Anti-smoking advocates who fought for years to increase the state cigarette tax are disappointed by proposed legislation that would reduce by half the portion of the tax revenue spent on smoking-cessation efforts.
But they also appreciate the goal of the bill’s sponsor, Rep. Brian White, to put more money into screening for cancer. Words are being chosen carefully.
“Prevention (of various diseases) is not something we work against each other on,” said June Deen, director of advocacy for the American Lung Association in South Carolina and Georgia. “We try to work together.”
But White’s bill takes from one effort and gives to another. It reduces the annual $5 million of cigarette tax revenue spent on smoking-cessation efforts by $2.5 million and directs that money to statewide efforts to screen for breast cancer and colorectal cancer.
White, R-Anderson, said he doubts the effectiveness of anti-smoking TV commercials funded by the S.C. Department of Health and Environmental Control. He feels the cancer screening is a better use of the funds.
“Most every one of us has had someone in the family affected,” White said.
The various groups who pushed for years for a higher cigarette tax disagree with White, not on the broad impact of breast and colorectal cancers but on the effectiveness of smoking-cessation efforts.
They cite studies that back the effectiveness of anti-smoking advertisements aimed at young people as well as efforts aimed at encouraging smokers to quit.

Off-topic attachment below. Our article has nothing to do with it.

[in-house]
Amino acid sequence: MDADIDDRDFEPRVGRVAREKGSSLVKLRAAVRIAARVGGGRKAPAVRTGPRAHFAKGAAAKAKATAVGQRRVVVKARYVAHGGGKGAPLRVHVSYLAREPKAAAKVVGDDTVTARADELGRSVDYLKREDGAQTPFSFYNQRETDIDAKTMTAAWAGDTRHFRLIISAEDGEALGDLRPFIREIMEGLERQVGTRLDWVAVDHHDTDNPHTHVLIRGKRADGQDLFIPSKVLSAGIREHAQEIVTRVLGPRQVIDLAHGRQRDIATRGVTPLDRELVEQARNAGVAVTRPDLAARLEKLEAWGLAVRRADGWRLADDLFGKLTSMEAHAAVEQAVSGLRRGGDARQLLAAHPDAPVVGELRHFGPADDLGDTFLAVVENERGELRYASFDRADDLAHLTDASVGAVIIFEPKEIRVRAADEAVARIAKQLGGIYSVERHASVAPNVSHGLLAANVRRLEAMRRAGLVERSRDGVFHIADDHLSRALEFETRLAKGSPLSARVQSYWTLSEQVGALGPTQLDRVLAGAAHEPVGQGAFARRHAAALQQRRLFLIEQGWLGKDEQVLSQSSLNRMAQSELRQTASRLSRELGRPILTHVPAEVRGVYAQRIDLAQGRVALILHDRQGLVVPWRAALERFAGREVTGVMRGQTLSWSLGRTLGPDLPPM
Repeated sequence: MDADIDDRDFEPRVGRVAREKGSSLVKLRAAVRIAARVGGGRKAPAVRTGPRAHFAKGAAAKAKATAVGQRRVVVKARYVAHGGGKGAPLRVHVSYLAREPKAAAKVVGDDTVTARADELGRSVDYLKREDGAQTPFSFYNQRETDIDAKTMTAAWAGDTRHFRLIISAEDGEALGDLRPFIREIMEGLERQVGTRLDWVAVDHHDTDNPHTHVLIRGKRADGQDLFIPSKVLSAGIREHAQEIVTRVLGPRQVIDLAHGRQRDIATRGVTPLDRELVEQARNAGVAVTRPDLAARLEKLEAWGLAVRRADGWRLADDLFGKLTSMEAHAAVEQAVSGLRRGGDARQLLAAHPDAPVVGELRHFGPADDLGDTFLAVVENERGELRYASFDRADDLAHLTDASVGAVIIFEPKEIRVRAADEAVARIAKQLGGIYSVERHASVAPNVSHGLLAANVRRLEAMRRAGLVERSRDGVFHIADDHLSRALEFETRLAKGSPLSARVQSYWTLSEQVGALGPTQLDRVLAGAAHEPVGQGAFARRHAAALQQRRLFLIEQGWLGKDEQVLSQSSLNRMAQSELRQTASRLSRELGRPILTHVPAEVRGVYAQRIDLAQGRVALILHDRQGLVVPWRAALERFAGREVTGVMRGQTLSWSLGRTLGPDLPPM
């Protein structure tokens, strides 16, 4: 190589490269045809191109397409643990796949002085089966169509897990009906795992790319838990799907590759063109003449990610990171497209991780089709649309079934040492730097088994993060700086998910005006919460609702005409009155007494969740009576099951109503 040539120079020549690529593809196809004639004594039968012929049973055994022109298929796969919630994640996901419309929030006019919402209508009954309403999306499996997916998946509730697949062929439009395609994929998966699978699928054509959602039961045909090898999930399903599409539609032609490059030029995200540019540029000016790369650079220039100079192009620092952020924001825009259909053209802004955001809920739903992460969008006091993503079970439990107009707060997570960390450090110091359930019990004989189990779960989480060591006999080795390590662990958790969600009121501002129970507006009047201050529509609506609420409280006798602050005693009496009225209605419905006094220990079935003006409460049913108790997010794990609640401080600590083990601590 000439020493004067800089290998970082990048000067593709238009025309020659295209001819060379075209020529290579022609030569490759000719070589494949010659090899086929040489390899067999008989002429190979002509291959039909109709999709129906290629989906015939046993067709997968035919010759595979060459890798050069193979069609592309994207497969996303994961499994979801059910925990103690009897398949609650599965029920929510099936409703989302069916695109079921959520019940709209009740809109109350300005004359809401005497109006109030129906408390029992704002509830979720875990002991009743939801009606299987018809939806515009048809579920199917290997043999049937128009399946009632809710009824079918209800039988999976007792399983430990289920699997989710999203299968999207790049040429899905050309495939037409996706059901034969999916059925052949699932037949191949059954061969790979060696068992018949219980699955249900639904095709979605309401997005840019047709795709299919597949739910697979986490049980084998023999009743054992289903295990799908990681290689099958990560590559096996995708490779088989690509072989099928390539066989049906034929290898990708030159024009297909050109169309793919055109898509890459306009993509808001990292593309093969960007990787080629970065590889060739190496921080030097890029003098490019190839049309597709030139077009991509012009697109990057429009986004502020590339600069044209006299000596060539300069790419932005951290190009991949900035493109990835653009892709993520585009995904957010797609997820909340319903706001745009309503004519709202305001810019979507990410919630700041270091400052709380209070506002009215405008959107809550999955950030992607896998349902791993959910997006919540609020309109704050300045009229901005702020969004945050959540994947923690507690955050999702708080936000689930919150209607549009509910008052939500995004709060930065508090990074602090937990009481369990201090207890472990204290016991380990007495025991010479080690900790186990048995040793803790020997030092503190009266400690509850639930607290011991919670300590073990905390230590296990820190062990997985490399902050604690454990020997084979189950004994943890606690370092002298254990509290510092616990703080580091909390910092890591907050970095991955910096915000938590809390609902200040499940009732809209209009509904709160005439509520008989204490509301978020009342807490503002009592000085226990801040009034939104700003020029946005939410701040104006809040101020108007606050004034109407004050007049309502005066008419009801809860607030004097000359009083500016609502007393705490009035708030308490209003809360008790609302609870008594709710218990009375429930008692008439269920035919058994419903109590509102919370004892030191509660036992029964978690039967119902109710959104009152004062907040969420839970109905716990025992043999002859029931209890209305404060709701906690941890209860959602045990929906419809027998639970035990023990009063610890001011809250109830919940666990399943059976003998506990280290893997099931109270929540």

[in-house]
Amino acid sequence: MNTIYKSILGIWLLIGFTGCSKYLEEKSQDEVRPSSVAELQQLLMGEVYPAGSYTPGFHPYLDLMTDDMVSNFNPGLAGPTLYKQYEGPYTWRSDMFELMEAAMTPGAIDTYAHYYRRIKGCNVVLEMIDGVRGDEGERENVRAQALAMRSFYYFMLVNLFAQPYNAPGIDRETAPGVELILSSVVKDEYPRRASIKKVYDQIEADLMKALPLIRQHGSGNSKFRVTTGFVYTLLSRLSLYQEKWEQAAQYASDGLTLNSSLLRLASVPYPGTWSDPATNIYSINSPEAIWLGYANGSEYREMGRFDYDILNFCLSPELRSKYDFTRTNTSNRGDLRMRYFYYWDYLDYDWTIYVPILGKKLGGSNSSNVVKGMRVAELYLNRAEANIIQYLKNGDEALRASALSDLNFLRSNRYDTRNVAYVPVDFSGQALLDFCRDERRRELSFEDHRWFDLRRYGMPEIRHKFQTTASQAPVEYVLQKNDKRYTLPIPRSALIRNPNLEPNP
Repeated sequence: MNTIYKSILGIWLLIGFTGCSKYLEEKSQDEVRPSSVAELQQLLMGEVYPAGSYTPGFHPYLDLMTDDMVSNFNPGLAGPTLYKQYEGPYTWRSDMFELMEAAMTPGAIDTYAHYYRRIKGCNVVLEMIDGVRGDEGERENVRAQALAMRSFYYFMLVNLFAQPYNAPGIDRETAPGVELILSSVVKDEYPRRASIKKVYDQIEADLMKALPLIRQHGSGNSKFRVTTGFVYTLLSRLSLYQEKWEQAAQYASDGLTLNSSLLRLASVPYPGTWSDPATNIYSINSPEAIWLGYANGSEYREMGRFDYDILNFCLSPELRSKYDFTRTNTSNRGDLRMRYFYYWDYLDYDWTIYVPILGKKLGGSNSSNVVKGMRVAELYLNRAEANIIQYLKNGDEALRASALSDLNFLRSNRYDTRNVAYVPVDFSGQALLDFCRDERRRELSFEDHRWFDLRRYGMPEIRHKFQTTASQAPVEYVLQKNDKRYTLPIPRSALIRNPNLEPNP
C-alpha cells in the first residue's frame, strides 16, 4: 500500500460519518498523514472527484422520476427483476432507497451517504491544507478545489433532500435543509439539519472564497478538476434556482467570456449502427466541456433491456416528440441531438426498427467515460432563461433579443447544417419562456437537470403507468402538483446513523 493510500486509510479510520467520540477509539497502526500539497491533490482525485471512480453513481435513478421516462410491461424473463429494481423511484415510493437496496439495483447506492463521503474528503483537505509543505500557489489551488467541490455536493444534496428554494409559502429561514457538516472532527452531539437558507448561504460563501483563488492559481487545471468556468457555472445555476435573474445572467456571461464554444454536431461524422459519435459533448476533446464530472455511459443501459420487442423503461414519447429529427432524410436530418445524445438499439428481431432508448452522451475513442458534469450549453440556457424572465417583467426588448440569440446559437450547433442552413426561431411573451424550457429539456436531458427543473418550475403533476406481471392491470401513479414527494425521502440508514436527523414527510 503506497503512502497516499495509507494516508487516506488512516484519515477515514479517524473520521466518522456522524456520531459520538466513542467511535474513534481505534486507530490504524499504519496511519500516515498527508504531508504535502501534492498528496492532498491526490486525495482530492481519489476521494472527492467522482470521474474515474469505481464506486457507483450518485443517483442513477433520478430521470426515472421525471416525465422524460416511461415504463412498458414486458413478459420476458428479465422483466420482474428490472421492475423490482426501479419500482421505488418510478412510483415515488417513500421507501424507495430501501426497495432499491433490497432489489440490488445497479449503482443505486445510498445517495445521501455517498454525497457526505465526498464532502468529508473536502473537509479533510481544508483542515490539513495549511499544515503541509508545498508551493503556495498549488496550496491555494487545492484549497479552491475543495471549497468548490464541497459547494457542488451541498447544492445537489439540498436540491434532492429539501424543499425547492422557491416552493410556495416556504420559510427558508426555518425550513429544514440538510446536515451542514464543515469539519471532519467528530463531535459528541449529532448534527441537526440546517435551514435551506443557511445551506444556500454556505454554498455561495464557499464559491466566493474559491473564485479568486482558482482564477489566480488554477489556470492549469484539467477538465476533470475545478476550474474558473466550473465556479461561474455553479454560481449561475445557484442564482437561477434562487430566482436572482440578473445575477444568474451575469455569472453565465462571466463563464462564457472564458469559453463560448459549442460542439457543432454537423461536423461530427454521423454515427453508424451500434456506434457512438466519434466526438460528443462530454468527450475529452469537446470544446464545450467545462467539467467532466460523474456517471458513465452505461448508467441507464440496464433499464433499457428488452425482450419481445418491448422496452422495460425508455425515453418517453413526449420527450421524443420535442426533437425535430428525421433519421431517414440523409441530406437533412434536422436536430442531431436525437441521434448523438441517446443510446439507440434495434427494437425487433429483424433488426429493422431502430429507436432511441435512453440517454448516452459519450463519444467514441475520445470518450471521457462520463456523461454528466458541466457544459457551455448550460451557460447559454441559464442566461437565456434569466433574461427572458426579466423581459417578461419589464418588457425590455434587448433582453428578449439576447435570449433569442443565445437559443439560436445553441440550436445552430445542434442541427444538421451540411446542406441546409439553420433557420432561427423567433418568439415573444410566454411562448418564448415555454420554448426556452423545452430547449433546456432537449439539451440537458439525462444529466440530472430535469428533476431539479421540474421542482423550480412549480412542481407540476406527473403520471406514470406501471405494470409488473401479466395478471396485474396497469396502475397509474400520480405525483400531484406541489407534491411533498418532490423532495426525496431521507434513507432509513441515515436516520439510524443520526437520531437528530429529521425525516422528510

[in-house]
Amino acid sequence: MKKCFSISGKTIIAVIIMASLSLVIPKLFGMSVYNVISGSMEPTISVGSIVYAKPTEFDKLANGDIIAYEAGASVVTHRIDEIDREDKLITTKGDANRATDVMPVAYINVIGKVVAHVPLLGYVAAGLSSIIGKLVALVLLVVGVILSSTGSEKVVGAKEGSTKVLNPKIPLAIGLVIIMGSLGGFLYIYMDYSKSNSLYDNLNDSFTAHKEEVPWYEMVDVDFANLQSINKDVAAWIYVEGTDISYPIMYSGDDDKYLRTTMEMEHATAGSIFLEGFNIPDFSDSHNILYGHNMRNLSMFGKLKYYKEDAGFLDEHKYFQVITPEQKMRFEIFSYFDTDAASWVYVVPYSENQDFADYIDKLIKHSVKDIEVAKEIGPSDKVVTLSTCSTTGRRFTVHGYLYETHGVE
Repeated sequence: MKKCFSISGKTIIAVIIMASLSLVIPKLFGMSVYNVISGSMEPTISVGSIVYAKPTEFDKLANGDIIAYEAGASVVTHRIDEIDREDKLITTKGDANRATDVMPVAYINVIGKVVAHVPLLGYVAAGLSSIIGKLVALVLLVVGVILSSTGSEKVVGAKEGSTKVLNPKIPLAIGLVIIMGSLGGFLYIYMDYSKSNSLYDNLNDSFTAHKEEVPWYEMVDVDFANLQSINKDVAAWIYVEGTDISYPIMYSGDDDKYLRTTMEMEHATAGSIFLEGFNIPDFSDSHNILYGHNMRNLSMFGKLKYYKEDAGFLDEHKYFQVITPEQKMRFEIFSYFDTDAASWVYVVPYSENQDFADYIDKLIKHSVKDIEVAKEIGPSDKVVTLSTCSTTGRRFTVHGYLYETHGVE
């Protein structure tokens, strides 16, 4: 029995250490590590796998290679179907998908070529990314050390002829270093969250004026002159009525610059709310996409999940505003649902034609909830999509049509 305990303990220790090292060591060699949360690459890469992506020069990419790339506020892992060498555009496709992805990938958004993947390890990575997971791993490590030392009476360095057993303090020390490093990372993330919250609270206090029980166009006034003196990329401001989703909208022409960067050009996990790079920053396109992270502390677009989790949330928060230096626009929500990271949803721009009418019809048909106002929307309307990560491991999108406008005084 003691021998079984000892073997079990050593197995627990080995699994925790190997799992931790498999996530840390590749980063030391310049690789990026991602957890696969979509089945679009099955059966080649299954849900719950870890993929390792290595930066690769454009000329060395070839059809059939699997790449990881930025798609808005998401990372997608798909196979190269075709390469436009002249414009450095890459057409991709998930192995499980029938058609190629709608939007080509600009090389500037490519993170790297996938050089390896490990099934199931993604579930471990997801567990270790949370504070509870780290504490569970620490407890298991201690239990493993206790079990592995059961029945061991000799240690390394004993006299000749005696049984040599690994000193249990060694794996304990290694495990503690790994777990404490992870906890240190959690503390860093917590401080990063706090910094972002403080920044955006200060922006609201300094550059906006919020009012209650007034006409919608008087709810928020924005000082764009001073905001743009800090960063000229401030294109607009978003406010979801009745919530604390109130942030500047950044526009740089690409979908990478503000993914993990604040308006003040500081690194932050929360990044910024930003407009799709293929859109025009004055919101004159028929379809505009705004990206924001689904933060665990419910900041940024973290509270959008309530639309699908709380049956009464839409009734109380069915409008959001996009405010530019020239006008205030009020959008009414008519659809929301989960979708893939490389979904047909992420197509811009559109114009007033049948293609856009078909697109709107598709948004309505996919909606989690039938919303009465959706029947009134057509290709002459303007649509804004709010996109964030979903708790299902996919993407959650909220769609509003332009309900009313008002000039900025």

They also note that calls to the state’s tobacco quit line tripled in the first two months of 2012 when cigarette tax revenue was used to promote the line.
The anti-smoking groups “worked hard to pass a cigarette tax increase,” Deen said. “It only makes sense that a portion of those funds go to smoking-cessation efforts.”
The $5 million for cessation efforts was part of the negotiations to pass the cigarette tax increase in 2010, the first increase in 33 years.
That increased cigarette taxes from 50 cents to 57 cents per pack, still among the lowest tax rates in the country.
The cigarette tax was estimated to bring in $130 million per year, with the majority paying for Medicaid programs.
Nancy Cheney, government relations director for the American Cancer Society in South Carolina, thanked White for pressing for funding for breast and colorectal cancer screening.
But she said she doesn’t want that to come at the expense of smoking-cessation efforts.
“It did take 10 years to pass (the cigarette tax increase), and we still know that tobacco use in any form is the leading preventable cause of disease and deaths in the country,” Cheney said. “I believe the best use of that money would be to leave it where it is.”
It pained the board of the S.C. Cancer Alliance to ask White not to go forward with his bill, said Cheney, a member of that board.
The DHEC already runs a statewide breast and cervical cancer screening program — the Best Chance Network — with $3.2 million it receives annually from the Centers for Disease Control and Prevention, according to the agency.
But the DHEC discontinued its state-funded colorectal screening program last year because of budget cuts.
That program — Screening Colonoscopies on People Everywhere — operated in the 2009 and 2010 fiscal year, the agency said.
White’s bill now moves to the Senate, where anti-smoking advocates hope to derail or alter it.